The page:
Monday, 3 March 2014

Indie Adventure Game Review - Reversion (episodes 1 & 2)

Reversion is an episodic series of adventure games that brings us in a dystopian Argentina, more precisely in Buenos Aires, where a young man wakes up in a hospital with a huge amnesia. His name's Christian and he believes he finds himself still in 2015, while he's actually in 2035 and the whole city has been taken over by a non better specified military force. All he has left from his cloudy past is a torn picture of what seems to be a scientist. The first goal is to manage to get out of the hospital, which is guarded by some military-dressed individuals who also seem to know who you are and why is their boss about to come for a torture\interrogation addressed to your person.

You're not alone in the hospital: there are also a redhead woman, who initially won't talk to you, and another prisoner, unable to speak after his own "interrogation".

The one provided in Reversion, is not a kind of dystopia which we're used to: you won't see flying cars or any typical sci-fi approach to the genre, but instead the feeling you get is that the society just abruptly stopped evolving, somehow even regressing and it indeed feels interesting.

The first episode is really short, given that the only goal is to escape from the hospital and that's why I considered talking about both the first and the second installments of the series, which are currently the only released ones.

While the whole setting is laid out in an interesting way, the characters sometimes don't feel as such. Christian, whose degree of amnesia is not very clear to us, in some moments will just remember things in a sort of "deus ex machina" manner. For instance, out of nowhere he will just know that, in order to reach some place in Buenos Aires, there's a specific path to take.

Most of all, though, throughout these first two games in the series, we only grasp a little of what's actually going on. We spend most of the time trying to understand if there's someone who can actually help us restore our memory and, in this perspective, the characters are not helping. Often your questions about what's going on are answered with a postponement and this kinda let me ask myself if I would have ever know something more or not.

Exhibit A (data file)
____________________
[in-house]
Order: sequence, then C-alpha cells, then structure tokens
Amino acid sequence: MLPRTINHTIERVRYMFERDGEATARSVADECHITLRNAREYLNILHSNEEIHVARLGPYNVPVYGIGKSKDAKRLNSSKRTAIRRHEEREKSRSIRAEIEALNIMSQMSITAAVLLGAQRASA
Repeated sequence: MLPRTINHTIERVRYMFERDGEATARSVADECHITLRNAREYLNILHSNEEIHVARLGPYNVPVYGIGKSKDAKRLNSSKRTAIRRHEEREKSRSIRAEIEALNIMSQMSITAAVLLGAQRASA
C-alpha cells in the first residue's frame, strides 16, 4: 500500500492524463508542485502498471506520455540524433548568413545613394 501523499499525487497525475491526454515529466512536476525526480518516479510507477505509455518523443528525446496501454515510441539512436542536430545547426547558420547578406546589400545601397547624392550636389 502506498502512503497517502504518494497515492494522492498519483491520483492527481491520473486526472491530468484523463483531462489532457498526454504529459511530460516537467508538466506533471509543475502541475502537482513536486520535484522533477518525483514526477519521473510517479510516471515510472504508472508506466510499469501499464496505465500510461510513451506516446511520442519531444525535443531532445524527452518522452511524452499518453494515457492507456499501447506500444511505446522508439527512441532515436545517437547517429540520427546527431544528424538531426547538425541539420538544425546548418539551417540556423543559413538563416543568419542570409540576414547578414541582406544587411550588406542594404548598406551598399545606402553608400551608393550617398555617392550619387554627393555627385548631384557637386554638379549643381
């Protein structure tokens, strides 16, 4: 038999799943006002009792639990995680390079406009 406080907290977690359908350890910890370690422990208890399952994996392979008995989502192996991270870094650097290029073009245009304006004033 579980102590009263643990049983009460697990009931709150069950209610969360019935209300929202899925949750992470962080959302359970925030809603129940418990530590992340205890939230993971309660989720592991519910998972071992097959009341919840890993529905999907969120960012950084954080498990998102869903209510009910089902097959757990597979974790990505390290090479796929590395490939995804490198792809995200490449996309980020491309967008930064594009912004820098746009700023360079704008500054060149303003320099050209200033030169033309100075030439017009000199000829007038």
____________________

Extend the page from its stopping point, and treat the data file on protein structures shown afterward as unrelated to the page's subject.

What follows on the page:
About the puzzles, a thing that can be unfamiliar to adventure gamers is that most of them are linear. This means, for instance, that I can't take an item before knowing why do I need it. Some other puzzles, then, are going to be more difficult than others because their solution will have you to repeat something you already did once and, since these will come without a proper feedback, you actually may not be aware of what to do next. Here comes in handy the included hint system, which allows you only to get a hint every 4 minutes or so.

3f Interactivo, after releasing the first episode (The Escape) as a freeware title for Windows, successfully completed two parallel campaigns (on and Indiegogo) to fund the development the second episode (The Meeting).

The games are programmed with the Wintermute Engine, which helps delivering a smooth and pleasant interface, with an action-token that pops out when we keep pressing the left mouse button over an item. The background art is detailed, yet not as cartoonish as the characters, whose walking animation sometimes seem to be unexpectedly "plastic", feel.

There are few typos in the subtitles and sometimes you could meet some unlocalized sprites as well, but there's nothing that will stop you from playing successfully these two games.

If what you've read got you curious about this series, you can give yourself a few hours of entertainment playing these first two episodes.

Review by Chris Sacchi for

Like Please +1 us!

Post a Comment